Research Interests

Normal and active galaxies and galaxy clusters, with particular regard to the questions connected with their observations in the X-ray band.

This study is carried out from an observational point of view (using data obtained with the satellites ROSAT, ASCA, BeppoSAX, Chandra and XMM-Newton), and a theoretical one (using interpretative models, that take advantage of numerical simulations of hydrodynamics, or dynamical models of galaxies and clusters).

More in detail, the main research subjects are summarized below (the links are also given to a few representative publications):

Normal galaxies and galaxy clusters:

the properties of the hot gas permeating these structures are sensitive to their dark matter content, mass distribution, past supernova activity, environment, and to the feedback from accretion onto a central supermassive black hole (SMBH); the hot gas is thus deeply linked to the structure and evolution of galaxies and clusters. Recent observational results from Chandra and XMM-Newton allowed us for a considerable progress in this field (see Kim & Pellegrini 2012 for a recent review), and provided new material for research in:

a) the study of the expected feedback from accretion on the SMBH, residing at the center of a galaxy or a galaxy cluster, on the surrounding hot gas. The investigation is expected to give clues on the solution to some well known problems of the "cooling flow" scenario, such as the lack of observed "cooled off" material, the end of the starformation and major nuclear accretion phase in the life of galaxies. See [1].

b) the investigation of the nature of accretion onto SMBHs in the local universe, and of the nature of the accretion energy output, in a radiatively quiescent phase subsequent to the QSO accretion phase. See [2], [3].

c) the investigation of the relationships between the X-ray properties of the sole hot gas (estimated for the first time without contamination from other X-ray sources, for large samples of galaxies) and other fundamental properties of early-type galaxies (luminous and dark mass distribution, internal kinematics, age, shape of the optical surface brightness, radio emission). See also [4].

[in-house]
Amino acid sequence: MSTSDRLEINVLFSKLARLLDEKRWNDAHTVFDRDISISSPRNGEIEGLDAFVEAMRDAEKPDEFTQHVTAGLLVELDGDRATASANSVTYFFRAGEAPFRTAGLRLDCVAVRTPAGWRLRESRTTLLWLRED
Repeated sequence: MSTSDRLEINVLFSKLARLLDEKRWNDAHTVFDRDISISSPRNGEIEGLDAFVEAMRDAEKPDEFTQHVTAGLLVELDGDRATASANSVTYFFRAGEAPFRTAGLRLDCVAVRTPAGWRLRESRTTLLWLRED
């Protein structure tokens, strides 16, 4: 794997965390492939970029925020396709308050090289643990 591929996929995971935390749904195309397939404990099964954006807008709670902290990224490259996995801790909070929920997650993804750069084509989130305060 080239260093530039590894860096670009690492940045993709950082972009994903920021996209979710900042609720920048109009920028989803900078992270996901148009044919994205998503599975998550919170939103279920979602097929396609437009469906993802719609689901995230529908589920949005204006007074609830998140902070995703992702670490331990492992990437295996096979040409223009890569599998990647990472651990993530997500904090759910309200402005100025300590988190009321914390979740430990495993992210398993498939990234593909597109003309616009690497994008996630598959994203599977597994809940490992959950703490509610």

d) the study of the nature, properties, and origin of the stellar X-ray sources in nearby galaxies (e.g., their X-ray luminosity function gives clues on the star formation hystory and binary formation; super-Eddington sources could give clues on the formation of black holes of intermediate mass). See also [5], [6], and [7].

e) the estimates of temperature and abundance profiles of the hot plasma in clusters, and the derivation of average temperature and metal mass contents, to be linked to their past evolution ([8]).

f) the investigation of the reliability and consequences of the hypothesis of hydrostatic equilibrium for the hot gas, in the derivation of dynamical properties of galaxies ([9] and [10]).


    EPIC XMM-Newton image of the Sombrero galaxy in the 0.5-2 keV band
    with superimposed optical contours from the DSS
    (Pellegrini et al. 2003).


Active galaxies:

this study is centered on the properties of LINER galaxies and more in general of low luminosity AGNs, of "Composite" galaxies, and of ultra-luminous infrared galaxies (ULIRGs). In particular it focussed on:

a) the relation between low luminosity AGNs and bright AGNs on one side, and with "normal" galaxies on the other; this study takes into account the broad band spectral energy distribution of these objects, to derive clues on the accretion modalities. See [11], [12], and Sombrero.

b) the nature of Composite galaxies in which both aspects of starburst (in the optical and infrared band) and AGN (in the X-ray band) are present.

c) the energetics and the recent evolution of the nearby ultraluminous galaxy merger NGC 6240, where, thanks to the high angular resolution of Chandra, the X-ray emission from the pair of active nuclei and the diffuse hot gas is resolved in great detail. The hard X-ray emission indicates the presence of fast shocks, originated in the starburst driven wind, and has a remarkable correspondence to the large scale morphology of H2 line emission and Halpha filaments.


    Chandra ACIS-S image of NGC6240.
    The filamentary and clumpy nature of the extended soft X-ray emission is clearly visible.
    (Nardini et al. 2013).

  Last updated November 13, 2013